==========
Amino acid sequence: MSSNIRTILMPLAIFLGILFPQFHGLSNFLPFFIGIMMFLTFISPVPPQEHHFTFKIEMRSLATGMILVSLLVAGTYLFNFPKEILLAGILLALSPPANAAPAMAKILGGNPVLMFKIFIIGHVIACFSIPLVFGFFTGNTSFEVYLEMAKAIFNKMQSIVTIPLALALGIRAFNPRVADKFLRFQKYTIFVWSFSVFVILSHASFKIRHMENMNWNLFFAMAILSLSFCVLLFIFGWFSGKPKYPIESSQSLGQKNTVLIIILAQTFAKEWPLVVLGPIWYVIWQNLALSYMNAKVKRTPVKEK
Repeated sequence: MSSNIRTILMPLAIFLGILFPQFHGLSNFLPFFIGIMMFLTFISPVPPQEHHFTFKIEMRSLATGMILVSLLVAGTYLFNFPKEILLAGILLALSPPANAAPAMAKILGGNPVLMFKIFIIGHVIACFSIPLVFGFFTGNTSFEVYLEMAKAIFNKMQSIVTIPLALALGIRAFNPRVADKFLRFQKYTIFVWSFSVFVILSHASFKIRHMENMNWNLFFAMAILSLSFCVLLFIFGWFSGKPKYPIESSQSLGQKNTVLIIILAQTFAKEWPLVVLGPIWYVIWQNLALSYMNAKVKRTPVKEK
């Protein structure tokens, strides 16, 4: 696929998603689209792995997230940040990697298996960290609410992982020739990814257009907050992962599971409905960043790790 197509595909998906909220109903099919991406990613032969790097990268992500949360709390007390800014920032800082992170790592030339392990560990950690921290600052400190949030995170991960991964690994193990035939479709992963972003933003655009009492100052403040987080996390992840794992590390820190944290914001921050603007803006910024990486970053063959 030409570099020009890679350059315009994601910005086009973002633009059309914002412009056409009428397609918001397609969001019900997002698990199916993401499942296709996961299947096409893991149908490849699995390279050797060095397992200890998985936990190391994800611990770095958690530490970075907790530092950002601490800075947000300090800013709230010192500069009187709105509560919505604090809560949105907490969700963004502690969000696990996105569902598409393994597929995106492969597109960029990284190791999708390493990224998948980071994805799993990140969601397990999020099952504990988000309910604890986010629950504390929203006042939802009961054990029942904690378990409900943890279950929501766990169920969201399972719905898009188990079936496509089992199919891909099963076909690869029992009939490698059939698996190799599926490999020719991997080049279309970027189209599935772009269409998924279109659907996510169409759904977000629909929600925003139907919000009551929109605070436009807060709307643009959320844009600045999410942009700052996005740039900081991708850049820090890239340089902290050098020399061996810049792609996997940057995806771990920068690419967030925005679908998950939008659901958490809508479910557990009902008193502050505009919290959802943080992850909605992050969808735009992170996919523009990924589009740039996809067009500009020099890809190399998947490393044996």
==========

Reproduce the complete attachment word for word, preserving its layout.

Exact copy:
Amino acid sequence: MSSNIRTILMPLAIFLGILFPQFHGLSNFLPFFIGIMMFLTFISPVPPQEHHFTFKIEMRSLATGMILVSLLVAGTYLFNFPKEILLAGILLALSPPANAAPAMAKILGGNPVLMFKIFIIGHVIACFSIPLVFGFFTGNTSFEVYLEMAKAIFNKMQSIVTIPLALALGIRAFNPRVADKFLRFQKYTIFVWSFSVFVILSHASFKIRHMENMNWNLFFAMAILSLSFCVLLFIFGWFSGKPKYPIESSQSLGQKNTVLIIILAQTFAKEWPLVVLGPIWYVIWQNLALSYMNAKVKRTPVKEK
Repeated sequence: MSSNIRTILMPLAIFLGILFPQFHGLSNFLPFFIGIMMFLTFISPVPPQEHHFTFKIEMRSLATGMILVSLLVAGTYLFNFPKEILLAGILLALSPPANAAPAMAKILGGNPVLMFKIFIIGHVIACFSIPLVFGFFTGNTSFEVYLEMAKAIFNKMQSIVTIPLALALGIRAFNPRVADKFLRFQKYTIFVWSFSVFVILSHASFKIRHMENMNWNLFFAMAILSLSFCVLLFIFGWFSGKPKYPIESSQSLGQKNTVLIIILAQTFAKEWPLVVLGPIWYVIWQNLALSYMNAKVKRTPVKEK
């Protein structure tokens, strides 16, 4: 696929998603689209792995997230940040990697298996960290609410992982020739990814257009907050992962599971409905960043790790 197509595909998906909220109903099919991406990613032969790097990268992500949360709390007390800014920032800082992170790592030339392990560990950690921290600052400190949030995170991960991964690994193990035939479709992963972003933003655009009492100052403040987080996390992840794992590390820190944290914001921050603007803006910024990486970053063959 030409570099020009890679350059315009994601910005086009973002633009059309914002412009056409009428397609918001397609969001019900997002698990199916993401499942296709996961299947096409893991149908490849699995390279050797060095397992200890998985936990190391994800611990770095958690530490970075907790530092950002601490800075947000300090800013709230010192500069009187709105509560919505604090809560949105907490969700963004502690969000696990996105569902598409393994597929995106492969597109960029990284190791999708390493990224998948980071994805799993990140969601397990999020099952504990988000309910604890986010629950504390929203006042939802009961054990029942904690378990409900943890279950929501766990169920969201399972719905898009188990079936496509089992199919891909099963076909690869029992009939490698059939698996190799599926490999020719991997080049279309970027189209599935772009269409998924279109659907996510169409759904977000629909929600925003139907919000009551929109605070436009807060709307643009959320844009600045999410942009700052996005740039900081991708850049820090890239340089902290050098020399061996810049792609996997940057995806771990920068690419967030925005679908998950939008659901958490809508479910557990009902008193502050505009919290959802943080992850909605992050969808735009992170996919523009990924589009740039996809067009500009020099890809190399998947490393044996």